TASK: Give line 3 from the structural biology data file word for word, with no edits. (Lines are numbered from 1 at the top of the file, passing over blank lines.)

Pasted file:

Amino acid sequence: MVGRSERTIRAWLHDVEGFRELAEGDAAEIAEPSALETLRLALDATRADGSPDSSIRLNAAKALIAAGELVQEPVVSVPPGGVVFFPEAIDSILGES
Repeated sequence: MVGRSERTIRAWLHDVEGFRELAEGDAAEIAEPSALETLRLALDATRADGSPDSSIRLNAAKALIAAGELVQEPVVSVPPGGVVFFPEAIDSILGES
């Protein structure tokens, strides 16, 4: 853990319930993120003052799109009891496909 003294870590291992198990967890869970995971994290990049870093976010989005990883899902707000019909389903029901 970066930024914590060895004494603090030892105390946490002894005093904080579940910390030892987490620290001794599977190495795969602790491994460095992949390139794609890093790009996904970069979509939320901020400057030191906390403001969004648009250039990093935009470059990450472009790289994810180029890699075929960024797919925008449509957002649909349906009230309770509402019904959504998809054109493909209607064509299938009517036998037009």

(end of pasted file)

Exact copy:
């Protein structure tokens, strides 16, 4: 853990319930993120003052799109009891496909 003294870590291992198990967890869970995971994290990049870093976010989005990883899902707000019909389903029901 970066930024914590060895004494603090030892105390946490002894005093904080579940910390030892987490620290001794599977190495795969602790491994460095992949390139794609890093790009996904970069979509939320901020400057030191906390403001969004648009250039990093935009470059990450472009790289994810180029890699075929960024797919925008449509957002649909349906009230309770509402019904959504998809054109493909209607064509299938009517036998037009």